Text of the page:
Several characters follow Buddhist practices. Kimmery tells Lionel that God isn’t part of Zen Buddhism. Fujisaki men pose as Buddhist monks. Despite Gerard’s underhanded dealings, he is sincere about his Buddhist practices.

Authority Roles

Although Frank starts out exploiting Lionel and the boys, he develops an affection for them and takes care of them. Gerard takes his brother out of town when The Clients are hunting them. He kills Frank to save himself. The Clients and men of Fujisaki are powerful criminals who remorselessly punish anyone who crosses them.

Profanity & Violence

The n-word is used. The Lord’s name is used in vain. Other words including s—, the f-word, a–, b–tard, d–n, d–k, h—, crap and screw appear frequently. Lionel often says, “Eat me” and uses profanity. Some of these words erupt as part of Lionel’s Tourette syndrome, but he and other characters often use them purposely.

Sexual Content

Frank believes homosexual men are harmless reminders of the impulses that lurk in all men. He says it’s worse to be half a f-g than a whole one. He also tells the boys that lesbians deserve respect, as they are wise and mysterious. Frank often brags about his conquests with women and makes sexually suggestive moves on them in public. He has pornographic calendars in his warehouse.

Frank suggests to Lionel and the other boys that he knows their parents, and he talks about the different neighborhood girls getting knocked up. When a Quaker family temporarily fosters Tony, Frank tells the boys about the private school girls he has fondled and penetrated.

The Quaker family kicks out Tony when they find him in bed with their 16-year-old daughter. When Gilbert starts doing a lot of masturbating, he regularly asks about Lionel’s self-touching habits. He even makes Lionel masturbate in front of him.

Julia puts Lionel’s hands on her breasts, and he reveals that sex calms his Tourette outbursts. Julia says she has slept with a lot of people, including Frank, Gerard and all of the Minna Men but Lionel. Lionel and Kimmery have sex. The text details the scene, including their discussion about Lionel’s misshapen penis. In these contexts, words including tit and orgasm also appear.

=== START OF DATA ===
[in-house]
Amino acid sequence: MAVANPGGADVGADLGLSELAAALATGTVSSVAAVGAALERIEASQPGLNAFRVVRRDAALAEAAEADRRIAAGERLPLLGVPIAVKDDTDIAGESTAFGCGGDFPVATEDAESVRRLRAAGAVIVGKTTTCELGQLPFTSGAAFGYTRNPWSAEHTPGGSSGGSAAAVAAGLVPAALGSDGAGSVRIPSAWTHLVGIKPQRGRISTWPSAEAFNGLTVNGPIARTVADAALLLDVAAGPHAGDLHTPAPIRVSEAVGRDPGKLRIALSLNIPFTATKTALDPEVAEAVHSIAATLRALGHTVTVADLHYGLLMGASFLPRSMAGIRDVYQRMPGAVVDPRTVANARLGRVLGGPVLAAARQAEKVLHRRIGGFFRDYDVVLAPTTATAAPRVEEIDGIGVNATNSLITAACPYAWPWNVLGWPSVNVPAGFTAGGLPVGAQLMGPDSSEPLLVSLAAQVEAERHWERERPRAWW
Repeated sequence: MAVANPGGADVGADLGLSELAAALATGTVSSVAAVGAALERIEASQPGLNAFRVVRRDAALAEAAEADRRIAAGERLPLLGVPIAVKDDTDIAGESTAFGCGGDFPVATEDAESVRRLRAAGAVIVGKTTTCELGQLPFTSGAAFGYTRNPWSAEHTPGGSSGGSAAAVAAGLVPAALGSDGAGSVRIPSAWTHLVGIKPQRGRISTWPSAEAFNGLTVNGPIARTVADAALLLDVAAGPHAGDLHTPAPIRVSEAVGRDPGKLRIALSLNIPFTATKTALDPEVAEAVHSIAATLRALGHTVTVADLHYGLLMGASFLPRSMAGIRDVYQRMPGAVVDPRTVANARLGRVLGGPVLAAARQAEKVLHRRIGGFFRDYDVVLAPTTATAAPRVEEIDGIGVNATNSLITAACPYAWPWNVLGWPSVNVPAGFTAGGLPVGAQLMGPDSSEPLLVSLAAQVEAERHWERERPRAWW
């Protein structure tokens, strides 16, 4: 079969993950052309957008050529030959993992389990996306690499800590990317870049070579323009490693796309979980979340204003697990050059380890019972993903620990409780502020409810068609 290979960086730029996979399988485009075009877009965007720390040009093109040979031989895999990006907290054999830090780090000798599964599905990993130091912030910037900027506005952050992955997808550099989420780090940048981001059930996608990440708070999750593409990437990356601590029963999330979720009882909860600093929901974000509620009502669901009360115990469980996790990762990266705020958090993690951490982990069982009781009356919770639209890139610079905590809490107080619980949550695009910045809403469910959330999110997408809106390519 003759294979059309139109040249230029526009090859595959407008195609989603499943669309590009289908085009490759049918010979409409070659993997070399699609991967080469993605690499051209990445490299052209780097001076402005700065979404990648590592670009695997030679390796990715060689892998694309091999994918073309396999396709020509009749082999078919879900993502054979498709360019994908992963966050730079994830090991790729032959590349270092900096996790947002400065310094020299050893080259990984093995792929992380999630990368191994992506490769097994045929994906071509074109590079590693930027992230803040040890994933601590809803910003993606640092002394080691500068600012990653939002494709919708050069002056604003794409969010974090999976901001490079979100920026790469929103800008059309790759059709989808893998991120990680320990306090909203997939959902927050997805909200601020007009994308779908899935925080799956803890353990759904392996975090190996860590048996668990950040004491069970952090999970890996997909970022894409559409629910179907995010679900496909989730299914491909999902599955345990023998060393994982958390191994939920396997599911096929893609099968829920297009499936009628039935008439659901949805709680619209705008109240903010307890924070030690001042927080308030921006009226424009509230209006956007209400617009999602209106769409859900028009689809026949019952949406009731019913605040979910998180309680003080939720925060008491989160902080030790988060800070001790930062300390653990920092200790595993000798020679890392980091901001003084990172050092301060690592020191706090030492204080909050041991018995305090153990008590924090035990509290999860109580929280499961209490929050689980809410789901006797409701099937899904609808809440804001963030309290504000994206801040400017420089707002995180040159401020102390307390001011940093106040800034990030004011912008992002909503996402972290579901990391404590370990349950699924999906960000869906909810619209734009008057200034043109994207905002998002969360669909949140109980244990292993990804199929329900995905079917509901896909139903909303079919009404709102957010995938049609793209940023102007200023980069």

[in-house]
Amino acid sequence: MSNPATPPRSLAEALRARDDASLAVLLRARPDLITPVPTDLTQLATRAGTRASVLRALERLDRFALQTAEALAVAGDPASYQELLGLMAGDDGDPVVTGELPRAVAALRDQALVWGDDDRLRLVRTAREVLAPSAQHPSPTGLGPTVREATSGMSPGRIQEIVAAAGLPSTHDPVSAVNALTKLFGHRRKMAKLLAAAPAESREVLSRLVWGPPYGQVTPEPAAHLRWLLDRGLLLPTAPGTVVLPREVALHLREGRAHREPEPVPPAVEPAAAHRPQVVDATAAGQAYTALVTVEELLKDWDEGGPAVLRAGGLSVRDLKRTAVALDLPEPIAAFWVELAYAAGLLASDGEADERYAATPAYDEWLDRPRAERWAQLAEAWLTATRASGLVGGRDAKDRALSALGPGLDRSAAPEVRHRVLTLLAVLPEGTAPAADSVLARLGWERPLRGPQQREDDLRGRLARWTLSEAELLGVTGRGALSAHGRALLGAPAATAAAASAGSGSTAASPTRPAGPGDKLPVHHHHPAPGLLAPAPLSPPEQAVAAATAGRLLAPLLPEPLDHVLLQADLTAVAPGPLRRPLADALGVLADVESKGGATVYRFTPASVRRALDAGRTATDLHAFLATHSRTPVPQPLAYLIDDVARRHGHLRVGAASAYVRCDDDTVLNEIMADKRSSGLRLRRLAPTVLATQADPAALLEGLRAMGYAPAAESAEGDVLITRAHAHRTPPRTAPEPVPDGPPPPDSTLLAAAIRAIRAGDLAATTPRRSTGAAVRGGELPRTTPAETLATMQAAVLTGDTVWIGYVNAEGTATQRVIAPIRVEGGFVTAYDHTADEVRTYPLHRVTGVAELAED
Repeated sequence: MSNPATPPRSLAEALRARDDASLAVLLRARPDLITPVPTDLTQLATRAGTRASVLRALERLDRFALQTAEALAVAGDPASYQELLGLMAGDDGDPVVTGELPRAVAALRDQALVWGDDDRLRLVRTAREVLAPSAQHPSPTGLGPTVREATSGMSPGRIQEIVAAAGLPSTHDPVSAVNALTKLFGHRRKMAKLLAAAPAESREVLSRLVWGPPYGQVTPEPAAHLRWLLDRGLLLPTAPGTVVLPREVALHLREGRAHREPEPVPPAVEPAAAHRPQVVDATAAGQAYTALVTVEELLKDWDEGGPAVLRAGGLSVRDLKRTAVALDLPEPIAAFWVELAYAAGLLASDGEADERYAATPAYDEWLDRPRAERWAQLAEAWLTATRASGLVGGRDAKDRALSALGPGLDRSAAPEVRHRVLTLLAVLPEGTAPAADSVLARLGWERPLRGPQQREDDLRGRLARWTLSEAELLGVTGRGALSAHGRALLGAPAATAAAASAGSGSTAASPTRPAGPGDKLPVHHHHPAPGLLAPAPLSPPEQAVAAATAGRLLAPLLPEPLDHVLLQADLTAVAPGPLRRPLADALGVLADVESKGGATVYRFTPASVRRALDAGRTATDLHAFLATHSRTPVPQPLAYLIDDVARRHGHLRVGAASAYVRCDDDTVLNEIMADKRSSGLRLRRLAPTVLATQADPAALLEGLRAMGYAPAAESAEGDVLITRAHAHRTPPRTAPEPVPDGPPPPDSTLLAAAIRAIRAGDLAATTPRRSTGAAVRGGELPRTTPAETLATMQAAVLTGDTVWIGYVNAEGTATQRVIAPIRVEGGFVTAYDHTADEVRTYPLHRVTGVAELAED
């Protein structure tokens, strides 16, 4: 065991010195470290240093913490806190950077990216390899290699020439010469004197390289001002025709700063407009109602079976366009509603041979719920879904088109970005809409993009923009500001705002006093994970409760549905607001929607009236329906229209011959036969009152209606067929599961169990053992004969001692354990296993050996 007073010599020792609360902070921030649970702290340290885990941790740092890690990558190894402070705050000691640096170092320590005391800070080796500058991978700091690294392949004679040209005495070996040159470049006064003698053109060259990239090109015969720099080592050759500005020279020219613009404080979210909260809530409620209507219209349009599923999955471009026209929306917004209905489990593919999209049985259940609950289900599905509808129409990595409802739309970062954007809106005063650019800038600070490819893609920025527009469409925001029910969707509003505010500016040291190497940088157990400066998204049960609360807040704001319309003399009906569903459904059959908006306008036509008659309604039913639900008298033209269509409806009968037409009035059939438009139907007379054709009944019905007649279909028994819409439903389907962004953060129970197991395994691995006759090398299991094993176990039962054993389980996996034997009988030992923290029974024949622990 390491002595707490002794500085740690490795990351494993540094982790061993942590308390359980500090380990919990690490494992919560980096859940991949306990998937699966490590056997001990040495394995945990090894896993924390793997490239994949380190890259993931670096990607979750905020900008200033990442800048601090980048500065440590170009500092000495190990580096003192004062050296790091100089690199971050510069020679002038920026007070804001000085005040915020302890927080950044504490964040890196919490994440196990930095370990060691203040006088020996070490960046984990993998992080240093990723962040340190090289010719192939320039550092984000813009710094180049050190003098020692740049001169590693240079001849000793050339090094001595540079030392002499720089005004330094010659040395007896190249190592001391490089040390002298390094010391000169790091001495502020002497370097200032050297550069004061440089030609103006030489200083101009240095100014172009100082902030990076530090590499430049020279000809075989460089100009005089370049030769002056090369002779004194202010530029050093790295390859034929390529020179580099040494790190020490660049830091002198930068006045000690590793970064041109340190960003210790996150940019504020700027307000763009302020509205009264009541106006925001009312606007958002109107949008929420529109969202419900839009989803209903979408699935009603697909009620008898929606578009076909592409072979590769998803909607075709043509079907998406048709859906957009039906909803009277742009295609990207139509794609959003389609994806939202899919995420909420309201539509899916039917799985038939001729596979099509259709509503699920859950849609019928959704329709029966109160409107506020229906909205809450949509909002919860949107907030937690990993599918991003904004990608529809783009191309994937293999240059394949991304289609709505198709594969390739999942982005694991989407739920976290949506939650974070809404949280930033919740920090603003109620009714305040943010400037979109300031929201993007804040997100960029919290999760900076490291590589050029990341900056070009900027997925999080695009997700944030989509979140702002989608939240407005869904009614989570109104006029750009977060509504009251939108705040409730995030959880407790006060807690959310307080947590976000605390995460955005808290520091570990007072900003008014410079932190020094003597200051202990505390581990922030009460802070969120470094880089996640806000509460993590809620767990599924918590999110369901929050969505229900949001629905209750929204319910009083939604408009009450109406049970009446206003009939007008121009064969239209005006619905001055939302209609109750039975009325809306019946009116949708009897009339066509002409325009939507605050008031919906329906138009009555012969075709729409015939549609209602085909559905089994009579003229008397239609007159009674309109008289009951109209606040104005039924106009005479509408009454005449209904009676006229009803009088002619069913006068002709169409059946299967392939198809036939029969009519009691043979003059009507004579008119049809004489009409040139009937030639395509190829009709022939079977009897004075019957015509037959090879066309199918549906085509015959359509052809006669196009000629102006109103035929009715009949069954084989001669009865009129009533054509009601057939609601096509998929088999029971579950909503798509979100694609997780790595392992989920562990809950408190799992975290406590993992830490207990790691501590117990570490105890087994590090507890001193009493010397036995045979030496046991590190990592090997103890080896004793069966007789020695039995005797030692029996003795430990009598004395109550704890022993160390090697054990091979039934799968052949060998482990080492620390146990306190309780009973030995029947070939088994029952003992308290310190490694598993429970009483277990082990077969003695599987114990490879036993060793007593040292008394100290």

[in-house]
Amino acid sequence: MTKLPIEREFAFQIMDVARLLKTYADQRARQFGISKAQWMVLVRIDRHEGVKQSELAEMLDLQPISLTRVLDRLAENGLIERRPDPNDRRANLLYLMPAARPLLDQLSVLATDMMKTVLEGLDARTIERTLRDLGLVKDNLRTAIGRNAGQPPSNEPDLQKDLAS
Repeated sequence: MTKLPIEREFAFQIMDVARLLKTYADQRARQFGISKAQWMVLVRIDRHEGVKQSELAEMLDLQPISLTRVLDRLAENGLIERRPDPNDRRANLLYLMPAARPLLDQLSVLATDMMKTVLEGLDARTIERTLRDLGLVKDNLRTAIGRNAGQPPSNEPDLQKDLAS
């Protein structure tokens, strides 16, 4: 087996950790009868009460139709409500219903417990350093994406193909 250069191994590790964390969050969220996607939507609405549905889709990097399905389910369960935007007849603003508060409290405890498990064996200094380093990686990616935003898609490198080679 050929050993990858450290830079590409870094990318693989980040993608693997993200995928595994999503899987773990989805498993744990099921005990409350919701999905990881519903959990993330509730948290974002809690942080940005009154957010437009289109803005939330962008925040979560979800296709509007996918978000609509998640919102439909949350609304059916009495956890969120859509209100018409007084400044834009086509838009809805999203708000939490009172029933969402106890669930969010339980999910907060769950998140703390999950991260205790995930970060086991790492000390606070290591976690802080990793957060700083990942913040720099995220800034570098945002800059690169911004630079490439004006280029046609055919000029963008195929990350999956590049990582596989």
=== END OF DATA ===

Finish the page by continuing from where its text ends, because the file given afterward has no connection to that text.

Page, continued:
Discussion Topics

None.

Additional Comments

Prejudice: Frank shares prejudices and opinions about people from many different ethnic groups and sexual orientations. He chooses white kids as his henchmen to satisfy his clients’ (and his own) prejudices.

Bullying: Different characters refer to Lionel with names like freak, crazy, stupid and beast.

Alcohol: Frank buys the underage boys beer every time they do a job for him.

Movie Tie-In: Producers often use a book as a springboard for a movie idea or to earn a specific rating. Because of this, a movie may differ from the novel. To better understand how this book and the movie differ, compare this book review with Plugged In’s movie review for Motherless Brooklyn.

You can request a review of a title you can’t find at [email protected].

Book reviews cover the content, themes and worldviews of fiction books, not their literary merit, and equip parents to decide whether a book is appropriate for their children. The inclusion of a book’s review does not constitute an endorsement by Focus on the Family.